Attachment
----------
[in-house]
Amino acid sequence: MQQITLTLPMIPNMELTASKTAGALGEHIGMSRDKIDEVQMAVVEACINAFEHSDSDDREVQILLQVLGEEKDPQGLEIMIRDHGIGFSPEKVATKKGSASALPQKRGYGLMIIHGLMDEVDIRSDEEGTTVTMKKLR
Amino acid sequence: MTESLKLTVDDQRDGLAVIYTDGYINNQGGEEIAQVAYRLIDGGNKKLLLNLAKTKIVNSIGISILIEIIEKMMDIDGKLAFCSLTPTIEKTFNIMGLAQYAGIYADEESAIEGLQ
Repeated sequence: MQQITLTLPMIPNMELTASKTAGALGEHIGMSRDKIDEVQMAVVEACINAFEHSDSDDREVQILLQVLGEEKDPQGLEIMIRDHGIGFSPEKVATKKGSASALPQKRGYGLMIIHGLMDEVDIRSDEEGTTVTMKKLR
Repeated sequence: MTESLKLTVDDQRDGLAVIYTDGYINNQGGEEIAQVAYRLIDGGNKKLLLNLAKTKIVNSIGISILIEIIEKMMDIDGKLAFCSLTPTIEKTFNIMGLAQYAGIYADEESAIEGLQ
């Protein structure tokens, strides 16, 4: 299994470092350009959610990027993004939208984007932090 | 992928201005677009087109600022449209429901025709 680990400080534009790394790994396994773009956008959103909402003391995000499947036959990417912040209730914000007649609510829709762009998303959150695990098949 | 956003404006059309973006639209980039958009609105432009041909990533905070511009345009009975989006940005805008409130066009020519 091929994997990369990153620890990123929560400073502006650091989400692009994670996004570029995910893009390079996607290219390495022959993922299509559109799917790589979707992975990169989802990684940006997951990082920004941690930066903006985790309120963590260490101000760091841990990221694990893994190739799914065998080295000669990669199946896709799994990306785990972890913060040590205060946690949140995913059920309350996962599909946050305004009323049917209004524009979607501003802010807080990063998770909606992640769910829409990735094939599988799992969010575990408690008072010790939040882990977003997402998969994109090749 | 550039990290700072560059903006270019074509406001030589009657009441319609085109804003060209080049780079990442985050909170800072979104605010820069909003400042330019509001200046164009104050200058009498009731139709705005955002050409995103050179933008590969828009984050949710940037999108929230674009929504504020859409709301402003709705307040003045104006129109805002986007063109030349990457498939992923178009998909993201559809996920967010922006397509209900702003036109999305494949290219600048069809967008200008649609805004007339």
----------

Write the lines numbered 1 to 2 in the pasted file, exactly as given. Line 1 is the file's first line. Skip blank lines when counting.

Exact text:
[in-house]
Amino acid sequence: MQQITLTLPMIPNMELTASKTAGALGEHIGMSRDKIDEVQMAVVEACINAFEHSDSDDREVQILLQVLGEEKDPQGLEIMIRDHGIGFSPEKVATKKGSASALPQKRGYGLMIIHGLMDEVDIRSDEEGTTVTMKKLR